We cheesed when Jo and Laurie danced at the winter ball, cringed when Amy burned Jo’s story, ugly cried when Laurie proposed and Jo declined, really ugly cried when Beth died, and happy cried through smiles when Jo published her book at the end. There was lots of crying. (Nothing new here, if you can imagine four hormonal teenagers using one bathroom.)
It was almost too much. Being there with my sisters and my mom and seeing something even better than I could have imagined — something practically perfect. The first scene in Little Women, with the March sisters chirping at each other and Alcott intricately introducing each one, sets an idyllic stage. Part I ends with Meg engaged and each character acting themselves true to form. But the story wouldn’t mean what it does if it ended at Part I.
I used to skip Part II when I read the book and watched the old 1994 movie. In Part II, Amy goes to Paris, Beth dies, Meg’s poor, and Laurie doesn’t end up with Jo, but with Amy instead. The little March women grow up because the big world does what it is wont to do and forces change upon them. My sisters and I are not the little women we were when we shared bedrooms and cars and CD players, and sometimes I wish I could skip this second part, or at least chapters in it, but the independence forced upon me has highlighted the memories that reveal glimpses of who we were and who we’re becoming.
In Little Women Alcott writes, “Such hours are beautiful to live, but very hard to describe.” There’s irony in writing a story about seeing Little Women and not being able to adequately describe the transcendental experience of doing so. I would have sat there with my sisters and my mom and the March sisters forever. But the page turned and we had to go.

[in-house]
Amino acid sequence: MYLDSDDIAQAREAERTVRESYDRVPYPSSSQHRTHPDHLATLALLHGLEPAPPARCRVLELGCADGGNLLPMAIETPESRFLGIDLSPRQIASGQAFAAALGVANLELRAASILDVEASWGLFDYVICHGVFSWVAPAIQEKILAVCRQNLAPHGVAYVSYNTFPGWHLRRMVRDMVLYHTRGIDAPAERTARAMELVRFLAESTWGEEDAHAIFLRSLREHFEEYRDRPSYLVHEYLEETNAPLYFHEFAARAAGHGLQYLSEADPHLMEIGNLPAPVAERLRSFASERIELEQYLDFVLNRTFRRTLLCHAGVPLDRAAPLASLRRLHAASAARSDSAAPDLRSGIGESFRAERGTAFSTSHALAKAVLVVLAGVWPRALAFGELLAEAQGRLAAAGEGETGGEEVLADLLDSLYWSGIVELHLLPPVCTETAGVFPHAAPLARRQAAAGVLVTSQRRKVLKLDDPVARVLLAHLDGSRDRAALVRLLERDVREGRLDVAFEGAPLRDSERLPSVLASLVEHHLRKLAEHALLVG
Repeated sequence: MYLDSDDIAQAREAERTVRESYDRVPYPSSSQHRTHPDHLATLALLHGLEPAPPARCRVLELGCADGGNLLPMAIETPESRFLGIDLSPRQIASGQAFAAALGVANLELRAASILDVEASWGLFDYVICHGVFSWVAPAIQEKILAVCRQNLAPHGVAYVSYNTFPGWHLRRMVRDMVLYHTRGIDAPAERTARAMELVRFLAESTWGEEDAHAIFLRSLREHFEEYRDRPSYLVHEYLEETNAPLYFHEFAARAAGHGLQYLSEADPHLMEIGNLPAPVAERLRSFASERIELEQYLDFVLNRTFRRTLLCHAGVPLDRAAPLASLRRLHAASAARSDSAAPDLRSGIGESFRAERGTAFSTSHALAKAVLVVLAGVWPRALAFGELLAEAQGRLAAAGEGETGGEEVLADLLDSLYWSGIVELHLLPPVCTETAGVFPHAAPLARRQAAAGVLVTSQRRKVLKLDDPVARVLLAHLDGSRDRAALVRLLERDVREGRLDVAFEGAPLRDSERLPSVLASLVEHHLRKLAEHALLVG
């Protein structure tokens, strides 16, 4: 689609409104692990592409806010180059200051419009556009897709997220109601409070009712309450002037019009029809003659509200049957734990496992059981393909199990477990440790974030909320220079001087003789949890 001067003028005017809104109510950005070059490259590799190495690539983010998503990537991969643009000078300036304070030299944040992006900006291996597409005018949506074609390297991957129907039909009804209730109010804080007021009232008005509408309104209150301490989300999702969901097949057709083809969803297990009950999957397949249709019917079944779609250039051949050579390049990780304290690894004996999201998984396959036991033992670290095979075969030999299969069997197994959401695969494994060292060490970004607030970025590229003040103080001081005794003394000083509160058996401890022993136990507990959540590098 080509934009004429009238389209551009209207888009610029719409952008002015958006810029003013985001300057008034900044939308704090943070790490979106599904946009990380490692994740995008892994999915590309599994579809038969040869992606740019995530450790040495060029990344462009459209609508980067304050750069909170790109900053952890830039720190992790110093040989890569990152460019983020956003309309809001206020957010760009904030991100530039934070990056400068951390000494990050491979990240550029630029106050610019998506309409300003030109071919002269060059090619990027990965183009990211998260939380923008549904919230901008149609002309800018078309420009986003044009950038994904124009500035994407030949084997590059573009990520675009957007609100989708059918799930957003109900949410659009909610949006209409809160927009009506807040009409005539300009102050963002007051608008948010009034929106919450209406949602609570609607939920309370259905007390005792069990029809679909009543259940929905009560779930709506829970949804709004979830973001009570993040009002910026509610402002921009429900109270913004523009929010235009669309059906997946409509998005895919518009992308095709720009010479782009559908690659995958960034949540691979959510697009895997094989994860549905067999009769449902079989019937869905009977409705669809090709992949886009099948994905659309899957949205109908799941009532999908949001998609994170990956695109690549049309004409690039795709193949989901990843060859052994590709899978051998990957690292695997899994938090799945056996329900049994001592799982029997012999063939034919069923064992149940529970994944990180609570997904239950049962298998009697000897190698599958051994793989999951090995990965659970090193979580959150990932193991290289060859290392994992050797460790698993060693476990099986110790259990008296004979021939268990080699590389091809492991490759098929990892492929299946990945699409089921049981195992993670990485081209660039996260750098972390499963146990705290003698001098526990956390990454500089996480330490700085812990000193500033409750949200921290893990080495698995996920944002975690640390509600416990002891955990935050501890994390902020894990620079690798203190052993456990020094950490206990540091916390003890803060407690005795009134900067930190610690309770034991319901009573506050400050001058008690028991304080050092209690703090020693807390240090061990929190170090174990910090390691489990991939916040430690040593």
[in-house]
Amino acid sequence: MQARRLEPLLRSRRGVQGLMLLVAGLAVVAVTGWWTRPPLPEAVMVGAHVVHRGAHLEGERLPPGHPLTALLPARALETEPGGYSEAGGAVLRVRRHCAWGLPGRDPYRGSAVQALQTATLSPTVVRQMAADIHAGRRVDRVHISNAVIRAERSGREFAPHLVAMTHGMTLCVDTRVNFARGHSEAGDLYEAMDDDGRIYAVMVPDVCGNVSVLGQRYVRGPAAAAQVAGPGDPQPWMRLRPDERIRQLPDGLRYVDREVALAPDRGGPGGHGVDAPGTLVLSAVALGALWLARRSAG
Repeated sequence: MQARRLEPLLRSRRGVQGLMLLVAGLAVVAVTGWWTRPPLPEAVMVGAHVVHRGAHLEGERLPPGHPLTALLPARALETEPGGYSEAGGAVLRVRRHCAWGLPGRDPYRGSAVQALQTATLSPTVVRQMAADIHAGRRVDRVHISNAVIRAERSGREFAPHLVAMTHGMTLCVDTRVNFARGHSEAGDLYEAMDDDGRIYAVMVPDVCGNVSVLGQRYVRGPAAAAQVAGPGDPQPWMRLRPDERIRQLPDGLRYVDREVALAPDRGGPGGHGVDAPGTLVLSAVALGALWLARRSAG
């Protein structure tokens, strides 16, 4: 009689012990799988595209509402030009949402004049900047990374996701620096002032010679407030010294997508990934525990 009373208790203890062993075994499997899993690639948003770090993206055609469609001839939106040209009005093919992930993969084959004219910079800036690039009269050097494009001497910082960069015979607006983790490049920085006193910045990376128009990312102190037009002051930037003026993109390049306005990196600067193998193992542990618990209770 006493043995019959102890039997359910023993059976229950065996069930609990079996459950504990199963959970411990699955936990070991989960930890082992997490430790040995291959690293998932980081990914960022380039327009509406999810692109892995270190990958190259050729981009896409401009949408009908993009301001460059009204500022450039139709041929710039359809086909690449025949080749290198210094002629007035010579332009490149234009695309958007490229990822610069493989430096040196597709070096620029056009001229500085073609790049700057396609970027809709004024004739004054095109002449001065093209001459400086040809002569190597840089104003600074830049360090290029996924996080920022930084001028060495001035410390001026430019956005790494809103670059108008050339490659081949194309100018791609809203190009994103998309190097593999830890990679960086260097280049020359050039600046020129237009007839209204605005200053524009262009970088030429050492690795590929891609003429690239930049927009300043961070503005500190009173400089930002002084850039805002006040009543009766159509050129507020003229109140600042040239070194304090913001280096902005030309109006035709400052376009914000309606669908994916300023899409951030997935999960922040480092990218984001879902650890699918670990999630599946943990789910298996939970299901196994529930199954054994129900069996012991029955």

I’ve been doing my own internal “Which March sister are you?” quiz my whole life, but gaming the outcome to always come out a Jo. Meg by birth order, I’ve wanted so desperately to be Jo who writes and is quick and the hero of the story. But looking left and right at my sisters and my mom, who are not Jo's, I wanted resolutely to be like them. I want to be strong like Katie and measured like Sydney and a caretaker like Eliza and wise like my mom.
The whole way home we talked too loudly for the late hour about who was whom and awkwardly laughed about who had to be the noble and tragic Beth and then stayed up till three in the morning taking those cliche “Which March sister are you?” quizzes. We all agreed this late night was the best part of our Christmas. It had the same kind of picturesque sheen of that first Christmas scene in Little Women.
Siblings are the North Star, there before you find your own people, there after your parents pass on. “I could never love anyone as I love my sisters,” writes Alcott. Sydney left the next day, then Katie, then Eliza, and lastly me. Back in my own little house with my own two little women, I’m Marmee and Jo, attempting to raise them right and teach them to love each other fiercely. Watching their first part, happily muddling through my second, writing down a few stories along the way, and proudly grounding into the earth as I grow, as one of four little women.
(Design: Josh Fowlke) (Editor: Rachel Swan)